Theater Review: “Stew” — A Winning Recipe

By David Greenham

Congratulations to Gloucester Stage’s new artistic director Rebecca Bradshaw for mounting the regional premiere of this interesting script, a kitchen sink comedy/drama that is anything but routine.

Cheryl Singleton in Gloucester Stage Company’s production of Stew. Photo: Jason Grow

Stew by Zora Howard. Directed by Rosalind Bevan. Scenic design by Jenna McFarland Lord. Costume design by KJ Gilmer. Lighting design by Kat C. Zhou. Sound design by Aubrey Dube.  Staged by the Gloucester Stage Company, Gloucester, through July 23.

We all could use a moment  now and then to sing along to soulful gospel music and gather our thoughts. That’s exactly what Mama (Cheryl D. Singleton) does during the opening culinary moments of Zora Howard’s Pulitzer finalist script, Stew.

Set in the Turner family’s comfortable, if dated kitchen, Mama is layering flavors on what she calls a “stew for a very special occasion” as she sways to the music. Her solitude is quickly interrupted by a loud bang from outside the house. It not only shocks Mama, but rouses the whole house, which includes her daughters Lillian (Breezy Leigh) in her 30s and 17 year-old Nelly (Janelle Grace) as ell as Lillian’s 12-year-old daughter, Lil Mama (Sadiyah Dyce Janai Stephens).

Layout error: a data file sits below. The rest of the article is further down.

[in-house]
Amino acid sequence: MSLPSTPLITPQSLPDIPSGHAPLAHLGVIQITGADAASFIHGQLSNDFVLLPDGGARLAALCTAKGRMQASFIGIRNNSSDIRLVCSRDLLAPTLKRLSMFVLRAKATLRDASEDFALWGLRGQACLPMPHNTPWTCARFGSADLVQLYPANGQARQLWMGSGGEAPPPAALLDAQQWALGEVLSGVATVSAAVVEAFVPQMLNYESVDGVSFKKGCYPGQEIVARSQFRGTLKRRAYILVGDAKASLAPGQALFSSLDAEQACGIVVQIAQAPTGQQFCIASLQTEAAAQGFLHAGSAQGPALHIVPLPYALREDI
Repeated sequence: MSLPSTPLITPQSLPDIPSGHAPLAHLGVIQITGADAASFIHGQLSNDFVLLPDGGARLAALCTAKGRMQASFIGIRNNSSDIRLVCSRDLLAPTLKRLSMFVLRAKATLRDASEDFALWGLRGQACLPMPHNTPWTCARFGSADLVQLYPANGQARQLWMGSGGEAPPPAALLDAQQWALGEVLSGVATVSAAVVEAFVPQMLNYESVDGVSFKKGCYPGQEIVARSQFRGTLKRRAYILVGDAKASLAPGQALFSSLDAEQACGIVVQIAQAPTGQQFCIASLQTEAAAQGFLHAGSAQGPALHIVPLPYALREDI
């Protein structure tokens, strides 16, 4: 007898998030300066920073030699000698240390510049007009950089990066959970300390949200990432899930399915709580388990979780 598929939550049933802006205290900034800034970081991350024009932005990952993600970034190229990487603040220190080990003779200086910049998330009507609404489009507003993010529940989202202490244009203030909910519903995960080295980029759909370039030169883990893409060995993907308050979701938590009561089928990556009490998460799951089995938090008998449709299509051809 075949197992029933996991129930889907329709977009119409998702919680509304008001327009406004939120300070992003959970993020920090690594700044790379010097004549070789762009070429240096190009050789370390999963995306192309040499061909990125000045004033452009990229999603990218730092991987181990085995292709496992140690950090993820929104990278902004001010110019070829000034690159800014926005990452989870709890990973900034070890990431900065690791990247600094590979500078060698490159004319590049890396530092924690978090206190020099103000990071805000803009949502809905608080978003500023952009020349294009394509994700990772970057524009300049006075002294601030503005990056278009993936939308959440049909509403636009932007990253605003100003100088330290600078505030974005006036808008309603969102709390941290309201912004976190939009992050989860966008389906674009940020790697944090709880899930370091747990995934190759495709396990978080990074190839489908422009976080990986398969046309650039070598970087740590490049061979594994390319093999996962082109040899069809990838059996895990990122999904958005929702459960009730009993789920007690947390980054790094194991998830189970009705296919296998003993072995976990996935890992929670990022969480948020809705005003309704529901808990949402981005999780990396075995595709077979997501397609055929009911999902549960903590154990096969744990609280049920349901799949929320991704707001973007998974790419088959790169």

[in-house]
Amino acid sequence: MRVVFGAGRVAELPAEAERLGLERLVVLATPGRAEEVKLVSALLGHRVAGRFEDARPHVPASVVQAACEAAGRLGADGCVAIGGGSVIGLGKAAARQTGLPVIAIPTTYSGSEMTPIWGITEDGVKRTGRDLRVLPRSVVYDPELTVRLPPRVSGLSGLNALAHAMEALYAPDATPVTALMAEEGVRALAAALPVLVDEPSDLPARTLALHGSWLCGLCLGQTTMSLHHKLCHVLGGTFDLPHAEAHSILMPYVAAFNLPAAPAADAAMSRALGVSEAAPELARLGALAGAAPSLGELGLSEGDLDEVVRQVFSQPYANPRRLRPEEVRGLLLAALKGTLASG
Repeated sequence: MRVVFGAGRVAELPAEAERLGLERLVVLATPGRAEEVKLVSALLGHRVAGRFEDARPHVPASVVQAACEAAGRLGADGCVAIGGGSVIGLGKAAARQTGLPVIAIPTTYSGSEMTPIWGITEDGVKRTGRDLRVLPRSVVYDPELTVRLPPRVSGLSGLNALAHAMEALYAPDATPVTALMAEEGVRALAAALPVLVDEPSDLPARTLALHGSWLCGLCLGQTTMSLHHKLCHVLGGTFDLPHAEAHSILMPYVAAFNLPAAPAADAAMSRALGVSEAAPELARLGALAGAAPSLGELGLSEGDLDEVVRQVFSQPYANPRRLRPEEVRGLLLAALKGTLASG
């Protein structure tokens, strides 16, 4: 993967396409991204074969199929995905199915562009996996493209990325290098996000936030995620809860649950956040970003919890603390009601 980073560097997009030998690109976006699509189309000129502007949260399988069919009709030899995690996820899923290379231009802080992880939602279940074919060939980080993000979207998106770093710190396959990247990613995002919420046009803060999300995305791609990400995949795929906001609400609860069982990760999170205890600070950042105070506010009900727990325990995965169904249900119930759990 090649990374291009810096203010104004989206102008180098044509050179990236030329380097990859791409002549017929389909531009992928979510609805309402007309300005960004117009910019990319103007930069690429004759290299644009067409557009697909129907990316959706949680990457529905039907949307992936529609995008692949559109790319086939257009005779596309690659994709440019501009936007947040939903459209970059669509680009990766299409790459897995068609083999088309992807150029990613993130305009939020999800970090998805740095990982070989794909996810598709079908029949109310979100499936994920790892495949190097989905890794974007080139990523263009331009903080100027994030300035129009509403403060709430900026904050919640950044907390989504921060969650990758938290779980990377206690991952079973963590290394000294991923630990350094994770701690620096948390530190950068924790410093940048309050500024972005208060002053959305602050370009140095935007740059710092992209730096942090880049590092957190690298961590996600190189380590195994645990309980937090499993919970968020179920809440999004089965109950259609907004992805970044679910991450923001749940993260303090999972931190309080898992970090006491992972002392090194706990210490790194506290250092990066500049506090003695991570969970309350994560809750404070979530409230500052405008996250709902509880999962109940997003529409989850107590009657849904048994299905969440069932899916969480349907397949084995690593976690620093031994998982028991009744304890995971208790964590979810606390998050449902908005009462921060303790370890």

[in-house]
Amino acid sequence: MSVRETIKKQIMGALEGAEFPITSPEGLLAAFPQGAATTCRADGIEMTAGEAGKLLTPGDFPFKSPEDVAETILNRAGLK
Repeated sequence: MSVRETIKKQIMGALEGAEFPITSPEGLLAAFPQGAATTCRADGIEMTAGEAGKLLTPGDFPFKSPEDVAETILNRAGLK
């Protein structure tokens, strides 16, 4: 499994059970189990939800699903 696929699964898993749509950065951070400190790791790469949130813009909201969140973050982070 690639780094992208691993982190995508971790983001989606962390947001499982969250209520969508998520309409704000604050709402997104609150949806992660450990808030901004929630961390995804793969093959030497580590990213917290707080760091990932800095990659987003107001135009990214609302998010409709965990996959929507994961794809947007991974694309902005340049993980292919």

The four Turner women, with alternately bubbling and percolating energy, generate plenty of multi-generational banter and blame as they work their way through Howard’s nifty 90-minute comic drama. Like the stew on the stove, the Turners are a multi-layered concoction.

The plot? An event after church on Sunday calls for enough to feed 50 people. Despite Mama’s best efforts — which are easily redirected to other interests and concerns — the stew has been burned and she must start again, from scratch.

Of course, Howard’s kitchen drama isn’t really concerned about the stew on the stove. (It is the dramatist’s version of a MacGuffin.) Instead, the action focuses on the conversational give-and-take of domestic conflicts. Each character comes to the table with her own struggles, and the problems become more complicated as the talk proceeds.

Mama’s sick and slowing down, but she’s not ready to talk about it. “Are you dyin’?” Lillian demands to know. Mama’s not giving away anything, but admits wryly, “It’s certainly the direction I’m heading.” Lillian has just returned home suddenly and is slowly beginning to talk about the challenges of her marriage. Additional revelations arrive. The phone rings multiple times and, when someone else answers, the caller hangs up. Eventually Lillian finally opens up and offers an explanation mingled with regret.

Marriage isn’t the first thing on Nelly’s mind. It’s the hunt for true love. Not ‘boyfriend’ love, she explains to Lil Mama, she’s got a ‘man.’ “A boyfriend is temporary,” Nelly confidently announces, “a man is forever.” She’s in a hurry to find the real thing and won’t slow down. “Time don’t do nothing but make you old, sick and dead,” Nelly proclaims.

When it comes right down to it, Lil Mama thinks all of the adults are a little crazy. Stephens’ Lil Mama’s delightfully expressive face responds to everything around her with amusing vigor. But even Lil Mama has a secret: she’s auditioning for the role of Queen Elizabeth in a school production of Shakespeare’s Richard III. She needs to prepare.